It seems like forever ago that I began this trip, and now the last night of collecting has arrived. I decided to come back to this spot where I’d had such good luck earlier this week, but I wasn’t optimistic given how rain chased me out of the canyon earlier. My pessimism was warranted, and while I did picked up a variety of things, it included only two longhorns—both rather pedestrian species. No, the real charm of the night came not from collecting insects, but after the lights were down and my mind was free to wander as I leaned back in my chair and gazed into the crisp, dark, starry Arizona sky—its perimeter along the horizon bound by a craggy silhouette of nearby oak trees and distant peaks; from listening to the sounds of the night, alternately focusing on the individual cricket or distant coyote versus the chorus as a whole. Only to the north could I see the faint glow of city lights—the only sign that anything beyond me and this moment exist. These moments happen only once on a trip (maybe twice), and they are to be savored; indelibly stamped into the memory banks for future enjoyment; one of those experiences that, when recalled, is guaranteed to trigger euphoric recall.

Campground set for a final night of lighting.
Manduca sexta (Carolina sphinx) at Mercury-vapor/ultraviolet light in oak/juniper woodland.
Sphinx dollii (Doll’s sphinx) at Mercury-vapor/ultraviolet light in oak/juniper woodland.
Sphinx dollii (Doll’s sphinx) at Mercury-vapor/ultraviolet light in oak/juniper woodland.

Day 13 – Huachuca Mountains, upper Carr Canyon, Reef Township Campground, Arizona
I went back up to the top of Carr Canyon to retrieve the dead Pinus ponderosa that I found yesterday. Good thing I did, as I also found my favorite hatchet (which I’d inadvertently left behind yesterday). The 9” diameter trunk was almost too big a job for my Stihl MiniBoss chainsaw, but I kept at it and finally felled the the 25’ tall tree. It took three trips up and down the steep slope—each round trip almost a half-mile—to haul out the upper 10 ft of trunk and associated branches, which I segregated into three batches for rearing: trunk, 1–2” día. branches, and <1” dia. twigs. Now let’s hope the effort was worth it and I get some good species out of the wood.

Pinus ponderosa (ponderosa pine) dominates the high elevations in the Huachuca Mountains.

Huachuca Mountains, near Carr Canyon, Waterfall, Arizona
One last stop to take in the terrifyingly magnificent views from atop Carr Canyon! You can see the road that I traveled up this morning snaking back down the right side of the mountain. The massif to the left is the highest point that you can see from the valley below, but there are much higher peaks behind me.

Terrifyingly steep, magnificently endless drop!
Carr Canyon Rd snakes up the right side of the mountain.
This massif is the highest point visible from the mouth of the canyon.

Epilogue
Sadly, I could squeeze no more stops into the trip—I’d allowed myself two days to make the 24-hour drive back to St. Louis, and it was already almost noon on the first of the two days. I left, however, with a rack full of vials filled with insects and a renewed love for Arizona and the desert southwest that first captured my heart some 37 years ago!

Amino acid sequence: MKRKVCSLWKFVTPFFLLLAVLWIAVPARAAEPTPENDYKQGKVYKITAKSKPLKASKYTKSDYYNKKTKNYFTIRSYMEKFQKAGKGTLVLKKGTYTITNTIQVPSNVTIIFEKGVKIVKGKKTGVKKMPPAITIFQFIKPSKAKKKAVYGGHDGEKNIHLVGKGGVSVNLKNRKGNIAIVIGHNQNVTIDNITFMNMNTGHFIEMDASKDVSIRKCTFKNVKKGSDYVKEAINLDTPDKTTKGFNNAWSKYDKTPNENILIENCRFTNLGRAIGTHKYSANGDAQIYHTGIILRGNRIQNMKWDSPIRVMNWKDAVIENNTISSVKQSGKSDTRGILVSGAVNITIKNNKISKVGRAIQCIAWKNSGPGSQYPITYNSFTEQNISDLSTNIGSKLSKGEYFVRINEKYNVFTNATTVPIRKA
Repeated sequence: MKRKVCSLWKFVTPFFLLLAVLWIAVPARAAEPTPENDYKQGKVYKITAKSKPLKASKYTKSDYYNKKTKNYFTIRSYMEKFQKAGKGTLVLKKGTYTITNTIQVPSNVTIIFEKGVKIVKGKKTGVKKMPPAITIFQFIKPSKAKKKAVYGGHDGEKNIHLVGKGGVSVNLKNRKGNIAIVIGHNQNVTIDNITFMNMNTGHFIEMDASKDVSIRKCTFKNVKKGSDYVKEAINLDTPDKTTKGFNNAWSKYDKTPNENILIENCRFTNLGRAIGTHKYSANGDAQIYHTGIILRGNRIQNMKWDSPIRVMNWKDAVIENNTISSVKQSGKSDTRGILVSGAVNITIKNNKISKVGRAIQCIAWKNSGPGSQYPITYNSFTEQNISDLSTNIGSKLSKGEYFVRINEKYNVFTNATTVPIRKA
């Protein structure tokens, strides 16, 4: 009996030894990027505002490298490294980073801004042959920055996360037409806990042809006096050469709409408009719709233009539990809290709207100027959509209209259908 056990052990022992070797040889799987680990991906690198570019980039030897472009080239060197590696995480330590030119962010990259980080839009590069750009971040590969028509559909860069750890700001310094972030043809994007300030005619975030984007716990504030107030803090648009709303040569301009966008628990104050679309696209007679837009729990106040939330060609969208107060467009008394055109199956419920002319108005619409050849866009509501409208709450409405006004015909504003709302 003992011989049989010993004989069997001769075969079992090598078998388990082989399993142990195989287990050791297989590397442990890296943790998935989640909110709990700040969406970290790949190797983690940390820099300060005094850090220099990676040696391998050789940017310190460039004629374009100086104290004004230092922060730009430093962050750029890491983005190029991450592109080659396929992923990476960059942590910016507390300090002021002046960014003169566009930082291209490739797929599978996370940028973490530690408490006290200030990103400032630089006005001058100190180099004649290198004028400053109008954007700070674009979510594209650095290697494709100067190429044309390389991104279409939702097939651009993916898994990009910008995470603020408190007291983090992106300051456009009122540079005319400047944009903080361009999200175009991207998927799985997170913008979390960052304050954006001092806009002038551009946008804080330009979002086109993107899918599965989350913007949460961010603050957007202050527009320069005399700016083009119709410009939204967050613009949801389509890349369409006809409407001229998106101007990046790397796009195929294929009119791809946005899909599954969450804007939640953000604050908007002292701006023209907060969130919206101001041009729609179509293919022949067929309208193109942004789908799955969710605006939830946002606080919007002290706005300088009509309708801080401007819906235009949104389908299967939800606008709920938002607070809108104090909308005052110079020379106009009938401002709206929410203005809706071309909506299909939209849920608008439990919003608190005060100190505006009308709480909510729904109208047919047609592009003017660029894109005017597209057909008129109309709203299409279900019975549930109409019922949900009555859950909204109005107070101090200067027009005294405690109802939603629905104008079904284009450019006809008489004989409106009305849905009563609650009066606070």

©️ Ted C. MacRae 2021

2019 Arizona/New Mexico/California Insect Collecting Trip iReport

This is the eighth “Collecting Trip iReport”; this one covering a one-week trip to southern Arizona, New Mexico, and California from September 7–14, 2019 with meloid/cerambycid-enthusiast Jeff Huether. Jeff has been a frequent collecting trip partner during recent years, this being our sixth joint outing since 2012. Our initial objective on this trip was to collect cerambycid beetles of the genus Crossidius occurring across southern Arizona/California—part of a larger effort to sample as many of the named subspecific taxa as possible from multiple locations (including type locations when possible) for future molecular studies. We had good success, though we did not collect every taxon that we were after (we were a tad early in soCal). Also, the fact that we had Crossidius as our primary goal did not mean that we would not concurrently be on the lookout for buprestids (me), meloids (Jeff), or other cerambycids (both of us)—and in that regard we were also successful.

As with all previous “iReports” in this series, this report is illustrated exclusively with iPhone photographs (thus the term “iReport”), with previous versions including the following:
2013 Oklahoma
2013 Great Basin
2014 Great Plains
2015 Texas
2018 New Mexico/Texas
2018 Arizona
2019 Arkansas/Oklahoma


Day 1 – Dripping Springs Mountains, Arizona
First stop of the trip, and we’re heading east to Safford. As soon as we got east of Superior up into the mountains we saw a place where Heterotheca subaxillaris was in bloom abundantly along the roadsides and pulled over. There were four species of Acmaeodera on the flowers, and I also found a fifth species on the flower of a small white aster. Nice first stop for the trip!

Dripping Spring Mountains.
Acmaeodera gibbula on flower of Heterotheca subaxillaris.
Acmaeodera rubronotata on flower of Heterotheca subaxillaris.
Acmaeodera alicia on flower of Heterotheca subaxillaris.

3.6 mi NW Bylas on US-70, Arizona
Continuing our way to Safford, Jeff saw some patches of sunflower and wanted to look for Epicauta phoenix. I found the first two (but not in sunflower), and then Jeff found two more. As we were walking back to the car I noticed a Crossidius suturalis sitting on Isocoma tenuisecta that was not quite in bloom, and then another nearby on the same plant. We searched the area again, but the only plants were those few right around the car.